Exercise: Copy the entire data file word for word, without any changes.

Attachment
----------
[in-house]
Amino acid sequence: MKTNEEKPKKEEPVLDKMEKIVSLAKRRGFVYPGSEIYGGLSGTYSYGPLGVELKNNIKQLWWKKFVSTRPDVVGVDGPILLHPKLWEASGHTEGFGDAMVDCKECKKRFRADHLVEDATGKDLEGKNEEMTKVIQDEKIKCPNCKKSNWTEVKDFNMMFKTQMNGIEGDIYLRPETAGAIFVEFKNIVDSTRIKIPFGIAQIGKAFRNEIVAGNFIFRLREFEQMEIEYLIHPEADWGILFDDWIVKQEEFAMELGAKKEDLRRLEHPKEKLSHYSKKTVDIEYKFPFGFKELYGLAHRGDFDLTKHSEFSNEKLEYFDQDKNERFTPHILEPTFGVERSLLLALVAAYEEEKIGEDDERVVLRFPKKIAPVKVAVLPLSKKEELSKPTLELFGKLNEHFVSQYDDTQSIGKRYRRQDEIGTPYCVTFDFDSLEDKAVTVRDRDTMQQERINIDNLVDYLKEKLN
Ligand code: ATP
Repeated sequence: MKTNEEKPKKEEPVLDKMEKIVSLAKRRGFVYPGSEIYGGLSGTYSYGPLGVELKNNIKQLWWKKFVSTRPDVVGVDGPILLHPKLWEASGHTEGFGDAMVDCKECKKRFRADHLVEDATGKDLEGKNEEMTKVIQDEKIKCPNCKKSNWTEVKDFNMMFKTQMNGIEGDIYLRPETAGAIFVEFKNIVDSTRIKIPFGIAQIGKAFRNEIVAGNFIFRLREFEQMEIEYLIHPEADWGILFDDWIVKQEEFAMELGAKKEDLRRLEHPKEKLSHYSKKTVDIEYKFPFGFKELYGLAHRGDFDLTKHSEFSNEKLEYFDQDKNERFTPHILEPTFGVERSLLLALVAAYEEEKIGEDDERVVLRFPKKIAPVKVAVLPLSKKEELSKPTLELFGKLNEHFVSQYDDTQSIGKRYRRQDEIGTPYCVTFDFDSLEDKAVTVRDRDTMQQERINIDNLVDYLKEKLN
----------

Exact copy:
[in-house]
Amino acid sequence: MKTNEEKPKKEEPVLDKMEKIVSLAKRRGFVYPGSEIYGGLSGTYSYGPLGVELKNNIKQLWWKKFVSTRPDVVGVDGPILLHPKLWEASGHTEGFGDAMVDCKECKKRFRADHLVEDATGKDLEGKNEEMTKVIQDEKIKCPNCKKSNWTEVKDFNMMFKTQMNGIEGDIYLRPETAGAIFVEFKNIVDSTRIKIPFGIAQIGKAFRNEIVAGNFIFRLREFEQMEIEYLIHPEADWGILFDDWIVKQEEFAMELGAKKEDLRRLEHPKEKLSHYSKKTVDIEYKFPFGFKELYGLAHRGDFDLTKHSEFSNEKLEYFDQDKNERFTPHILEPTFGVERSLLLALVAAYEEEKIGEDDERVVLRFPKKIAPVKVAVLPLSKKEELSKPTLELFGKLNEHFVSQYDDTQSIGKRYRRQDEIGTPYCVTFDFDSLEDKAVTVRDRDTMQQERINIDNLVDYLKEKLN
Ligand code: ATP
Repeated sequence: MKTNEEKPKKEEPVLDKMEKIVSLAKRRGFVYPGSEIYGGLSGTYSYGPLGVELKNNIKQLWWKKFVSTRPDVVGVDGPILLHPKLWEASGHTEGFGDAMVDCKECKKRFRADHLVEDATGKDLEGKNEEMTKVIQDEKIKCPNCKKSNWTEVKDFNMMFKTQMNGIEGDIYLRPETAGAIFVEFKNIVDSTRIKIPFGIAQIGKAFRNEIVAGNFIFRLREFEQMEIEYLIHPEADWGILFDDWIVKQEEFAMELGAKKEDLRRLEHPKEKLSHYSKKTVDIEYKFPFGFKELYGLAHRGDFDLTKHSEFSNEKLEYFDQDKNERFTPHILEPTFGVERSLLLALVAAYEEEKIGEDDERVVLRFPKKIAPVKVAVLPLSKKEELSKPTLELFGKLNEHFVSQYDDTQSIGKRYRRQDEIGTPYCVTFDFDSLEDKAVTVRDRDTMQQERINIDNLVDYLKEKLN